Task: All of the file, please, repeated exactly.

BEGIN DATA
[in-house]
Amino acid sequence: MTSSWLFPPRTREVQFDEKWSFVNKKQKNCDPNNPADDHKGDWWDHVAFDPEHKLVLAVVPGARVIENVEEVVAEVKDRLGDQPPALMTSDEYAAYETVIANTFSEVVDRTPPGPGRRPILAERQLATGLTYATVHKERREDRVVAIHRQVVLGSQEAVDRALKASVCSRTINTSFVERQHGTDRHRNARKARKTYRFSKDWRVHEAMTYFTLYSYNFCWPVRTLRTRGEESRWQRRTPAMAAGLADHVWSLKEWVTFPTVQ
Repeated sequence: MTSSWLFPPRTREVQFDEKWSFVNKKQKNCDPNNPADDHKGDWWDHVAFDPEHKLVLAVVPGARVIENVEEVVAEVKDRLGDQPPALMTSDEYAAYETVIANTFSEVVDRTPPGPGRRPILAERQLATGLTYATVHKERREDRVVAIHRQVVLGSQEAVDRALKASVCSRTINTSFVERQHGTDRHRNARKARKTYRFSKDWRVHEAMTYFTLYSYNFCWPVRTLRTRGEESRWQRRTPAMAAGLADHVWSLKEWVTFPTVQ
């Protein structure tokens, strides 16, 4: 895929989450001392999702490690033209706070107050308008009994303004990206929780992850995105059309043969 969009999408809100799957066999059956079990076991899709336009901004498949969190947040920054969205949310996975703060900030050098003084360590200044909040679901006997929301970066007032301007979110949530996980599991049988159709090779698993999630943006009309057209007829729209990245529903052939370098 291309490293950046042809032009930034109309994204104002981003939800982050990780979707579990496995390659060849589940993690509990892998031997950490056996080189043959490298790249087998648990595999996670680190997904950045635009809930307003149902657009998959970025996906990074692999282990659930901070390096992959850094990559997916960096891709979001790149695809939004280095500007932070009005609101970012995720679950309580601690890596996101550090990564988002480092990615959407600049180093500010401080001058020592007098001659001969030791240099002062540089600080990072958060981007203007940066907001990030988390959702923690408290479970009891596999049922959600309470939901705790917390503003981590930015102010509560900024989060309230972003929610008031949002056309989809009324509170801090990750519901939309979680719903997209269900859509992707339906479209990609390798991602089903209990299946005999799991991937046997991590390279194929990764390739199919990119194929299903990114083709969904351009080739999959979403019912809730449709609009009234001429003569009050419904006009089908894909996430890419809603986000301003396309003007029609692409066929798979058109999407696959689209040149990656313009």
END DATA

[in-house]
Amino acid sequence: MTSSWLFPPRTREVQFDEKWSFVNKKQKNCDPNNPADDHKGDWWDHVAFDPEHKLVLAVVPGARVIENVEEVVAEVKDRLGDQPPALMTSDEYAAYETVIANTFSEVVDRTPPGPGRRPILAERQLATGLTYATVHKERREDRVVAIHRQVVLGSQEAVDRALKASVCSRTINTSFVERQHGTDRHRNARKARKTYRFSKDWRVHEAMTYFTLYSYNFCWPVRTLRTRGEESRWQRRTPAMAAGLADHVWSLKEWVTFPTVQ
Repeated sequence: MTSSWLFPPRTREVQFDEKWSFVNKKQKNCDPNNPADDHKGDWWDHVAFDPEHKLVLAVVPGARVIENVEEVVAEVKDRLGDQPPALMTSDEYAAYETVIANTFSEVVDRTPPGPGRRPILAERQLATGLTYATVHKERREDRVVAIHRQVVLGSQEAVDRALKASVCSRTINTSFVERQHGTDRHRNARKARKTYRFSKDWRVHEAMTYFTLYSYNFCWPVRTLRTRGEESRWQRRTPAMAAGLADHVWSLKEWVTFPTVQ
């Protein structure tokens, strides 16, 4: 895929989450001392999702490690033209706070107050308008009994303004990206929780992850995105059309043969 969009999408809100799957066999059956079990076991899709336009901004498949969190947040920054969205949310996975703060900030050098003084360590200044909040679901006997929301970066007032301007979110949530996980599991049988159709090779698993999630943006009309057209007829729209990245529903052939370098 291309490293950046042809032009930034109309994204104002981003939800982050990780979707579990496995390659060849589940993690509990892998031997950490056996080189043959490298790249087998648990595999996670680190997904950045635009809930307003149902657009998959970025996906990074692999282990659930901070390096992959850094990559997916960096891709979001790149695809939004280095500007932070009005609101970012995720679950309580601690890596996101550090990564988002480092990615959407600049180093500010401080001058020592007098001659001969030791240099002062540089600080990072958060981007203007940066907001990030988390959702923690408290479970009891596999049922959600309470939901705790917390503003981590930015102010509560900024989060309230972003929610008031949002056309989809009324509170801090990750519901939309979680719903997209269900859509992707339906479209990609390798991602089903209990299946005999799991991937046997991590390279194929990764390739199919990119194929299903990114083709969904351009080739999959979403019912809730449709609009009234001429003569009050419904006009089908894909996430890419809603986000301003396309003007029609692409066929798979058109999407696959689209040149990656313009």